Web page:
Note: Replace <app_name> with an unique application name within your IBM Cloud region. This application name is the name of your API container.

    ibmcloud cf login
    ibmcloud cf push <app_name> -p airline_app

After the app starts, you will see a URL you can use to access it:

Waiting for app to start...

name:              airlines
requested state:   started
instances:         1/1
usage:             1G x 1 instances
routes:            airlines.opencloud-cluster.us-south.containers.appdomain.cloud
last uploaded:     Sat 13 Oct 23:33:40 EDT 2018
stack:             cflinuxfs2
buildpack:         Liberty for Java(TM) (SVR-DIR, liberty-18.0.0_1, buildpack-v3.19-20180313-1017, ibmjdk-1.8.0_20180214, env)
start command:     .liberty/initial_startup.rb
  1. To reach the application API Discovery user interface, go to https://<app_name>.opencloud-cluster.us-south.containers.appdomain.cloud/ibm/api/explorer/ (replace with your URL from the routes line.) Then, use the credentials from your server.xml to login (For this example, the username is admin and the password is admin).

    You should see something like this in your API Discovery user interface.

    discovery

  2. As shown in the following screen capture, you can click the Try it out button, which calls your application that runs on Cloud Foundry with your on-premise database.

    try it out

6. Create an API Connect service in IBM Cloud

In this step, we will setup API Connect service to help us expose our application APIs to public.

  1. To add API Connect as a IBM Cloud service, go to the API Connect service

  2. Then, select the Essentials plan and click Create.

  3. Go to dashboard by clicking here

    dashboard

  4. By default, an empty catalog called Sandbox is created. To enable its corresponding developer portal, click Sandbox then Settings.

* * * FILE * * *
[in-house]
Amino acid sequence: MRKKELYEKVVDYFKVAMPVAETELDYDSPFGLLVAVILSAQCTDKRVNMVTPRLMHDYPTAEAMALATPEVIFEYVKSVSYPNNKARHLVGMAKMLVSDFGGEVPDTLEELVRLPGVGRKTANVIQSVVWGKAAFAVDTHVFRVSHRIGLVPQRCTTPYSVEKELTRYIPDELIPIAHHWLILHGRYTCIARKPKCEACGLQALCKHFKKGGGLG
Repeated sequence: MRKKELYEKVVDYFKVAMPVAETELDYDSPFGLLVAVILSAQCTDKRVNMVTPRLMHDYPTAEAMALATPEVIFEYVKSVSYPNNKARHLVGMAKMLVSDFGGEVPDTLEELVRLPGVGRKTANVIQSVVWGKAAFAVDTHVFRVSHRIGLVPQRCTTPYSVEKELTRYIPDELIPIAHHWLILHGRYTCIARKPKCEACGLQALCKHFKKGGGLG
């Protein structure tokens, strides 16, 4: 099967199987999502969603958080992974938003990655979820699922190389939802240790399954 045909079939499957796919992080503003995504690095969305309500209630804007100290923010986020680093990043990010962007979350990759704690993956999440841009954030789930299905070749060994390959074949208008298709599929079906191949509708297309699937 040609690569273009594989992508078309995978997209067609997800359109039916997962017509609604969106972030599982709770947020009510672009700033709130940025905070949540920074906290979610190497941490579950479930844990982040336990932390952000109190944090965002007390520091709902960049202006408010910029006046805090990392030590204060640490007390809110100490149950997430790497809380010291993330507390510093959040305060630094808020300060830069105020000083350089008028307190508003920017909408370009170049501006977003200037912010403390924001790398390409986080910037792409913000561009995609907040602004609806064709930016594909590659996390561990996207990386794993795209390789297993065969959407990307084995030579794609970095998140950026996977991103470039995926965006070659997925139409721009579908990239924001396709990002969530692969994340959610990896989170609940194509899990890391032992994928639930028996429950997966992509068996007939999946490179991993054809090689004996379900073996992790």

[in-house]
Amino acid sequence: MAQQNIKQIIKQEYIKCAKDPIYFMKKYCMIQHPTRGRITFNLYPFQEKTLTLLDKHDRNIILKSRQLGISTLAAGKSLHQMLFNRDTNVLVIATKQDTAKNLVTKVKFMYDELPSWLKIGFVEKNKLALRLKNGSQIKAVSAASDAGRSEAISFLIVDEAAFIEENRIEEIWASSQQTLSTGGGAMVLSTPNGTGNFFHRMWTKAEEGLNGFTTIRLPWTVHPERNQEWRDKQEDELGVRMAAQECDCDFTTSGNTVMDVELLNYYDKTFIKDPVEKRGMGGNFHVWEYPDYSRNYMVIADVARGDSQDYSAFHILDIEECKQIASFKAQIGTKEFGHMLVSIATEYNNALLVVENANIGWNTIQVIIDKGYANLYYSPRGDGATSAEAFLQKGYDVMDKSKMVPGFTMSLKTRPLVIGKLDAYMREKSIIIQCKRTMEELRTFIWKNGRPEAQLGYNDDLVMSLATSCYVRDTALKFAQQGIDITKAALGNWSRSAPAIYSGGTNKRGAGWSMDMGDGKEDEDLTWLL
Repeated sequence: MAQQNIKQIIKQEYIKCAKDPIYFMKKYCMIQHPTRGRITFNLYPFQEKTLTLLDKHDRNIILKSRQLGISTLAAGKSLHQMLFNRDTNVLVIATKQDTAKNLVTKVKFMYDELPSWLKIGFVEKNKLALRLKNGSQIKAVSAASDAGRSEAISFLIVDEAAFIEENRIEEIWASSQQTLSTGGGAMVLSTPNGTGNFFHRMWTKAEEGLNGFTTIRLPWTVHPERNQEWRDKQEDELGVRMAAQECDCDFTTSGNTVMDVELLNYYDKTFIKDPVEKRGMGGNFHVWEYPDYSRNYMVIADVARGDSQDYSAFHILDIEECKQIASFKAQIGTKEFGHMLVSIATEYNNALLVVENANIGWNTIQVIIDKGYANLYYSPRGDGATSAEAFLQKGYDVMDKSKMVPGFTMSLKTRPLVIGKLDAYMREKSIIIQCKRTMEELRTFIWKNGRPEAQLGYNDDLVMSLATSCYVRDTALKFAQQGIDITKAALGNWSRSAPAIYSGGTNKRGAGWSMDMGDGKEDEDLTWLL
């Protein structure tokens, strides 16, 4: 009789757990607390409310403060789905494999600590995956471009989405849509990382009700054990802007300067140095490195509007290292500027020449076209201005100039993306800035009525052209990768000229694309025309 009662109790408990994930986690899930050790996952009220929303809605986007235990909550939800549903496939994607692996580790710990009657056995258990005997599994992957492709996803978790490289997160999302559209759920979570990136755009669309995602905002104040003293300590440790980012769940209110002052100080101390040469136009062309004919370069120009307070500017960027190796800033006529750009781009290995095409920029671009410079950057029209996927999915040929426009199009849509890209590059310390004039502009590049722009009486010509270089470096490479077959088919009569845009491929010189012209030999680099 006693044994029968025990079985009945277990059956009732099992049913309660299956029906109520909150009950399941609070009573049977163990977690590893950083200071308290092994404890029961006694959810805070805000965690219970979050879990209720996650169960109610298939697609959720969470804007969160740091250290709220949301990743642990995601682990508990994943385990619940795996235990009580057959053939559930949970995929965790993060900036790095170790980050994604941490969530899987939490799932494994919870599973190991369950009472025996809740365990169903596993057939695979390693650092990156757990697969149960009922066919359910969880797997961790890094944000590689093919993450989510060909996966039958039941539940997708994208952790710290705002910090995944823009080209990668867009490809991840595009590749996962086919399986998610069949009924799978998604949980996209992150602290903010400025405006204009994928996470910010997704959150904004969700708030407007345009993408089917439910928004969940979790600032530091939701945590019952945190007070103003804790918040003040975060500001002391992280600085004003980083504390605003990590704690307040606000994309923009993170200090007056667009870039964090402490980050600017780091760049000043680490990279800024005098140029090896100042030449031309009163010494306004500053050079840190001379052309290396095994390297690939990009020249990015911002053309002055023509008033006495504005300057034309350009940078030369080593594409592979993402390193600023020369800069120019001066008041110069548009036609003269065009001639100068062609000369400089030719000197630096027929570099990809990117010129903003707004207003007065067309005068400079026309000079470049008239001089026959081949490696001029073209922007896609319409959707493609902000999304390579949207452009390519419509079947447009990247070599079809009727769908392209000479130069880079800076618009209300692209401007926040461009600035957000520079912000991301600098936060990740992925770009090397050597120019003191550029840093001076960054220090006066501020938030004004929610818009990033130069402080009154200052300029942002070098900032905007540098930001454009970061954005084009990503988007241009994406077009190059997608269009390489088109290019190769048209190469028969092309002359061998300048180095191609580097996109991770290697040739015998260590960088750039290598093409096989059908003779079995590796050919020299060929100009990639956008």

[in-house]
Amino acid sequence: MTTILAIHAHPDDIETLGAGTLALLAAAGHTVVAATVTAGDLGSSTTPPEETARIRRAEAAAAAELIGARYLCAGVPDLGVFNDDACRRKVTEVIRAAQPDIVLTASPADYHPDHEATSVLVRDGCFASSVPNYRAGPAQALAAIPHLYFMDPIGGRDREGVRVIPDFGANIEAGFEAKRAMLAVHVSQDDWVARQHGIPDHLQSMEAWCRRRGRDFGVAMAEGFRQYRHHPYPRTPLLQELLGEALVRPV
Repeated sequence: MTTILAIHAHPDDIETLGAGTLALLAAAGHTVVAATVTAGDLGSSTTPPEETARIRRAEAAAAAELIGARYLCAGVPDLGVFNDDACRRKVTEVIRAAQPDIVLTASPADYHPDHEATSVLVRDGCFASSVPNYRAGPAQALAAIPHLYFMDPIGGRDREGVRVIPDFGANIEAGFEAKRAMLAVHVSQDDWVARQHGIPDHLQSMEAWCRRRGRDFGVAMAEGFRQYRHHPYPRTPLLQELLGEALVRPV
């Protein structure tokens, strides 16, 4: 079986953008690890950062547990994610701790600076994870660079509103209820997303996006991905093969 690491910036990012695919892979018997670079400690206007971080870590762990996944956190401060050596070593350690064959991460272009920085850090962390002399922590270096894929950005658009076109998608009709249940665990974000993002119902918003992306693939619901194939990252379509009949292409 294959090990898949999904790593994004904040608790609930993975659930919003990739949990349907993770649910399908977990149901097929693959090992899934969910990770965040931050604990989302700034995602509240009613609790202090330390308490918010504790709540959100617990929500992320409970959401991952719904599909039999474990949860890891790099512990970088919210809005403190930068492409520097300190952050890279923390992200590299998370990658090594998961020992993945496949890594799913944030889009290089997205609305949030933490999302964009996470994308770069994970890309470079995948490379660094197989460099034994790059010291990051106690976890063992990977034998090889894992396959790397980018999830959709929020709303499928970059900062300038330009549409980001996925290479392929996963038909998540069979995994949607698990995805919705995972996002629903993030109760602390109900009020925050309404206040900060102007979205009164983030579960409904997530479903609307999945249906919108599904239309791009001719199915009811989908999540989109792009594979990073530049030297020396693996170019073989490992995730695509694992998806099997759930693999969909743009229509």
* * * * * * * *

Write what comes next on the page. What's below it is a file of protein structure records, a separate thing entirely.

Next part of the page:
5. Click Portal, and then under Portal Configuration, select IBM Developer Portal. A Portal URL is automatically inserted.

  6. Take note of the Portal URL, which reveals the target server address and organization that you need later. The URL is broken down into the following three parts, as shown in the following screen capture:

    portal-url

    • 1 is the catalog's short name, in this case, sb.
    • 2 is your organization ID, in the example, arthurdmcaibmcom-dev.
    • 3 is the target address of your API Connect instance, for example, https://us.apiconnect.ibmcloud.com.
  7. Click Save (floppy disk icon) at the top right corner.

    save-changes

    You will see the following message:

    Creating the developer portal for catalog 'Sandbox' may take a few minutes. You will receive an email when the portal is available.

  8. After you received the email, go to the Portal URL and you will see something like this.

    portal

    This is where enterprise developers go to find the products (for example, an API or a group of APIs) that are exposed in the API catalog. Developers also can interact with each other through the Blogs and Forums links.

7. Integrate WebSphere Liberty and API Connect: push and pull

Choose either push or pull WebSphere Liberty APIs from API Connect. Note: push integration won't work for users who have enterprise federated IBMids for access to IBM Cloud at the current time.

7.1 Push WebSphere Liberty APIs into API Connect